A case of life immitating art?
Some thoughts on the origins of the de Havilland DH98 Mosquito.
Any investigation of the original design of the famous de Havilland DH98 Mosquito fighter-bomber aircraft of World War two is going to come across at least three narratives. The first, most popular and easily expressed is the "wooden wonder", designed in a few short weeks in Britain's darkest hour. A no-nonsense, supremely fast aircraft, parts for which could be knocked-up in any carpentry workshop. Usually, this simplified description also harks back to the sleek DH88 Comet racer as being its forebear and often gives the impression it was designed against the wishes of the Air-Ministry.
The second narrative is expressed in books that deal with the Mosquito from the point-of-view of the Air Ministry and the RAF. In these, the role of Wilfred Freeman, who held the post of Air Member for Development and Production (AMDP) and who championed the idea of a fast, unarmed bomber, is given pre-eminence.
The third, most technical and longest chronicle is that contained in accounts that come at it from the de Havilland company point of view. These usually start by stressing that de Havilland was not in the habit of making warplanes or tendering for Air Ministry contracts for them. Then they point out that the Mosquito had its earliest beginnings in calls for their new, fast, four-engined airliner the DH91 Albatross to be turned into a bomber (these calls were raised in the House of Commons, no less). How design studies that replaced the four small Gypsy XII engines of the Albatross with two much more powerful Rolls-Royce Merlins did not produce a satisfactory outcome. How then, coming up with a new, smaller design of fuselage and wing powered by two Merlins was seen as a way forward, with a final dispute about fitting some rearward-facing armament being resolved.
I would like to point out yet another element that likely influenced designers and policy-makers in the Air Ministry and aviation industry at the time. The influence would have been subconscious. Anyone who remembers Derren Brown's famous "advertising agency task" (see < this link > for Youtube video) will appreciate the subliminal power of images.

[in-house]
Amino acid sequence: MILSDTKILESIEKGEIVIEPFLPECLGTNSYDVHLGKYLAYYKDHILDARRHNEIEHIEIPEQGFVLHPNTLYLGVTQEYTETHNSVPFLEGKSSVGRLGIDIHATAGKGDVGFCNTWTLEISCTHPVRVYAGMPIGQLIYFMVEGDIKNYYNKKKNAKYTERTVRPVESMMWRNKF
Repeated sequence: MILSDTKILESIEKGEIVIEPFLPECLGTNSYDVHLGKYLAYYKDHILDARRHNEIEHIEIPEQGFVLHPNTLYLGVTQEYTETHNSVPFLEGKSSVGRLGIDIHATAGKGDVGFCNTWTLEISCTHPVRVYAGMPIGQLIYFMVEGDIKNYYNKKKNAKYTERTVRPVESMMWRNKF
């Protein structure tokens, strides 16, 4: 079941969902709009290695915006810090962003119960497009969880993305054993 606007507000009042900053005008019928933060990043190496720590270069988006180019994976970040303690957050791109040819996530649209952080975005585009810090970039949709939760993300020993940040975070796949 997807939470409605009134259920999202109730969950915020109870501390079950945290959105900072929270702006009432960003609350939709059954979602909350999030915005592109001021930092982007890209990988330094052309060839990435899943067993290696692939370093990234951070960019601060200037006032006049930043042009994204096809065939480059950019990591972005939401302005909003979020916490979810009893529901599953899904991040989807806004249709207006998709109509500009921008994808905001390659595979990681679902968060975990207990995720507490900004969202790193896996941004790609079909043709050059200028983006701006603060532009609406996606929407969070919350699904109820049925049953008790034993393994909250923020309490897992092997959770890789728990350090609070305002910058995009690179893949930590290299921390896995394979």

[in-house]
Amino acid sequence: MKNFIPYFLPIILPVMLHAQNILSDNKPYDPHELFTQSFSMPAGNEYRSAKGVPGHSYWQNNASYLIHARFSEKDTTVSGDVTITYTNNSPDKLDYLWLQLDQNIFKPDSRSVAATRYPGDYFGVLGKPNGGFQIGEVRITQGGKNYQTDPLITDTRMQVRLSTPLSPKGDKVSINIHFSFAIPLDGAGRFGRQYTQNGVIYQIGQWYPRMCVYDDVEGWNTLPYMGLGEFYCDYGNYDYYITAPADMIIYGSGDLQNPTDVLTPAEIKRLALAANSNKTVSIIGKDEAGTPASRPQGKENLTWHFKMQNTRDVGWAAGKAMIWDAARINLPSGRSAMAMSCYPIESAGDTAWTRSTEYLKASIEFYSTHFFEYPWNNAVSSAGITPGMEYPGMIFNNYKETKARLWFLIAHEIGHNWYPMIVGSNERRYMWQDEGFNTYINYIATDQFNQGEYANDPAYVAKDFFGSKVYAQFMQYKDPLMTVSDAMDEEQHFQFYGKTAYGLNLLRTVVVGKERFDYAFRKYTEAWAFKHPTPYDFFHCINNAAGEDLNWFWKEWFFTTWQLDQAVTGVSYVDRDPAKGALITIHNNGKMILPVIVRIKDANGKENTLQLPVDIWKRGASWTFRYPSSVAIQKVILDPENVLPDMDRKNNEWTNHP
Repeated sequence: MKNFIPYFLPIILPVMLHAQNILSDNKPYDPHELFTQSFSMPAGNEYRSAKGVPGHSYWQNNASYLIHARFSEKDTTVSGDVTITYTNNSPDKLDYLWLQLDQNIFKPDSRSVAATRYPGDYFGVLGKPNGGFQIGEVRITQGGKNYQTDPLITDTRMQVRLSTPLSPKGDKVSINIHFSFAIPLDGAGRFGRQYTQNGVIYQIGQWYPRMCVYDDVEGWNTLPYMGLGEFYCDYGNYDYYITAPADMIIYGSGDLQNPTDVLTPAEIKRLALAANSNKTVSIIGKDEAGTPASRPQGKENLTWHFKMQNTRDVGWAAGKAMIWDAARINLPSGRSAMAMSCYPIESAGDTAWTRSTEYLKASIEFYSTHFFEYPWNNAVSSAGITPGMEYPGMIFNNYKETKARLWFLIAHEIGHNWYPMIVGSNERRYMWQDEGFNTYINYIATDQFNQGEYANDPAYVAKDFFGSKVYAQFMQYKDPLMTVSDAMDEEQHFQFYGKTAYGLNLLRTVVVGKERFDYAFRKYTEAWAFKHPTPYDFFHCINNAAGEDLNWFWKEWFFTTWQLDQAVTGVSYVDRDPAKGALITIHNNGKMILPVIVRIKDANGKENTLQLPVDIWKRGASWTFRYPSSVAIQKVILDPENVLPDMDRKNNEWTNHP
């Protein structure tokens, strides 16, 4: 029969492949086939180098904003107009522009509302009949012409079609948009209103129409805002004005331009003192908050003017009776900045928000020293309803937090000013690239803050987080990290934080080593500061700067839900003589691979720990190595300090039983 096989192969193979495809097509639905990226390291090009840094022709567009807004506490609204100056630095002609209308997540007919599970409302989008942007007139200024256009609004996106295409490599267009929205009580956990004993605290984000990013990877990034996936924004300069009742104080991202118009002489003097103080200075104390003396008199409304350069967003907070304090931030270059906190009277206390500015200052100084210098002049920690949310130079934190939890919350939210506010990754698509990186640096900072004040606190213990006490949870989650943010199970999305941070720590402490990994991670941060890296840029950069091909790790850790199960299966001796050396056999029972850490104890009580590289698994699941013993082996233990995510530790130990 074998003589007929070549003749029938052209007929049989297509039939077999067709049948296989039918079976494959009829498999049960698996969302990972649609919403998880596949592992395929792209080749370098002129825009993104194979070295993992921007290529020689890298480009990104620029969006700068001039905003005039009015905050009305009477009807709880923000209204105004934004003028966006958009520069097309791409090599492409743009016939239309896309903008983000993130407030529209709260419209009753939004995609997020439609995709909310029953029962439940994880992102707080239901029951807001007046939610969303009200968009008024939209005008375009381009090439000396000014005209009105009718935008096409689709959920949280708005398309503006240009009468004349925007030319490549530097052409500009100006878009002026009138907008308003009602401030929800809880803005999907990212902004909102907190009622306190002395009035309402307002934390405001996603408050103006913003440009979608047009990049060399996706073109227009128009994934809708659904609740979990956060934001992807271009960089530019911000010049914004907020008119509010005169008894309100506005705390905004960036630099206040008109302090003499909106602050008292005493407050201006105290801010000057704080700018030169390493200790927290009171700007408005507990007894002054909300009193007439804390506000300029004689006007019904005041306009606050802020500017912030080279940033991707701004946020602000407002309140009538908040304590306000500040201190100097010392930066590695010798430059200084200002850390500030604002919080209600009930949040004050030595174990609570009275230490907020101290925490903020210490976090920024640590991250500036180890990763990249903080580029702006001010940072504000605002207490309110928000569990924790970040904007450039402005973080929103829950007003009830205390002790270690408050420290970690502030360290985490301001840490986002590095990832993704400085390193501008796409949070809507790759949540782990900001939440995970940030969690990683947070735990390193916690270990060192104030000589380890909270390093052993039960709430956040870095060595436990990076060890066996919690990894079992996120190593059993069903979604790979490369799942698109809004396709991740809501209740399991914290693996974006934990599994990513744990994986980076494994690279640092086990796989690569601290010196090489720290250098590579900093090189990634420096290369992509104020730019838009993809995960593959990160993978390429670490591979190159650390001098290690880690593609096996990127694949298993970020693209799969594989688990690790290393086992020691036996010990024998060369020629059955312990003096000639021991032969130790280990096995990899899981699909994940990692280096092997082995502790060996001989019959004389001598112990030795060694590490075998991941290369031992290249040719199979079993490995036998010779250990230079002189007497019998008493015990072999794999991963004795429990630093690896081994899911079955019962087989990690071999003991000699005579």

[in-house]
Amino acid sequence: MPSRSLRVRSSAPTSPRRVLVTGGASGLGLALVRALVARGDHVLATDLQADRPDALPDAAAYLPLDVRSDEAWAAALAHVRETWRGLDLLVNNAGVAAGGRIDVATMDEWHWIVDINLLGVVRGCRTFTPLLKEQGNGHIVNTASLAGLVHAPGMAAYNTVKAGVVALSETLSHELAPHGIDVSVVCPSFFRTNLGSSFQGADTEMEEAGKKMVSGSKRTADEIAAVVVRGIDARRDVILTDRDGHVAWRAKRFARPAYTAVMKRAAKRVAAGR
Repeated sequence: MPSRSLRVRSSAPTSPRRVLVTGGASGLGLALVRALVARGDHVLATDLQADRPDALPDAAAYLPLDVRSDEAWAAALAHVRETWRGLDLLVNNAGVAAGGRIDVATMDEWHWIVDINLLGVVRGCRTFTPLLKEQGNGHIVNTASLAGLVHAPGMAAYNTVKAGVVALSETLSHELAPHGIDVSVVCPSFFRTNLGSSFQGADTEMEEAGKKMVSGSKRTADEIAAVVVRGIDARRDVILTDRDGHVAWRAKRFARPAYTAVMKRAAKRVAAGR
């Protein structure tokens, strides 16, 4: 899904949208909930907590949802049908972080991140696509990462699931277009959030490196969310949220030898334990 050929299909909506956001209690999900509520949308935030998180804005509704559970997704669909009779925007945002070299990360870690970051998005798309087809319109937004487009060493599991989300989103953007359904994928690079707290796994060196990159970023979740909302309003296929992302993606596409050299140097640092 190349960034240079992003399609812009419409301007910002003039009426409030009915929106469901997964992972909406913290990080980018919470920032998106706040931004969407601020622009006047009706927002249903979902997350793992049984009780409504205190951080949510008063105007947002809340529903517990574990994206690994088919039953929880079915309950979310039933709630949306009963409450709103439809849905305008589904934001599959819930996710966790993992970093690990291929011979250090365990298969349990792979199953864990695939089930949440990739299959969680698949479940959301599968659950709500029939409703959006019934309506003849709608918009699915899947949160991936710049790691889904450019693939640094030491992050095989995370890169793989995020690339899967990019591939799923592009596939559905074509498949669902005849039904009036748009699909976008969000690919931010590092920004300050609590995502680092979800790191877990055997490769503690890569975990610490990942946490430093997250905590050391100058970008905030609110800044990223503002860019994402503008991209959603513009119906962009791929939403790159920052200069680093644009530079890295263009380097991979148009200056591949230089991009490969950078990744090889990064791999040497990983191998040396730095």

In the late 1930s into 1940 the Rolls-Royce company ran regular ads in the British aeronautical press (principally "Flight" and "The Aeroplane" weekly magazines). These featured highly stylised representations of aircraft. Single-engined, four-engined and TWO-ENGINED....
Here is the single-engined ad.
Here is the four-engined ad.
And here, having more than a passing resemblance to the Mosquito, is the 2 engined ad.
Okay, the nose is a little longer and seems to have Heinkel III style glazing, but in overall outline, and with the undoubted characteristics of a bomber with no defensive armament it comes very close to a representation of a Mosquito. What is remarkable is that some sources do claim the initial Mosquito design study did indeed have a glazed nose like the Heinkel 111 (see the wikipedia link below).
So, going back to the Derren Brown advertising agency analogy. Perhaps Rolls-Royce's advertising agency can be said to have had a role in designing the Mosquito? I hope they were well paid; it certainly led to the sale of a lot of Merlin engines!
Some further reading on the origin of the Mosquito.
The Wikipedia page is a good place to start - See Link https://en.wikipedia.org/wiki/De_Havilland_Mosquito
"Wilfred Freeman - The Genius behind Allied Survival and Air Supremacy 1939 to 1940" - By Anthony Furse, published by Spelmount. ISBN 1-86227-079-1
"RAF Bomber Command and its aircraft 1939-1940" by James Goulding & Philip Moyes, published by Ian Allen. ISBN 0 7110 0627 X
"D.H. A History of de Havilland" by C.Martin Sharp, published by Airlife, ISBN 0 906393 20 5
"De Havilland Aircraft Since 1909" - By AJ Jackson, published by Putnam. ISBN 0 370 30022X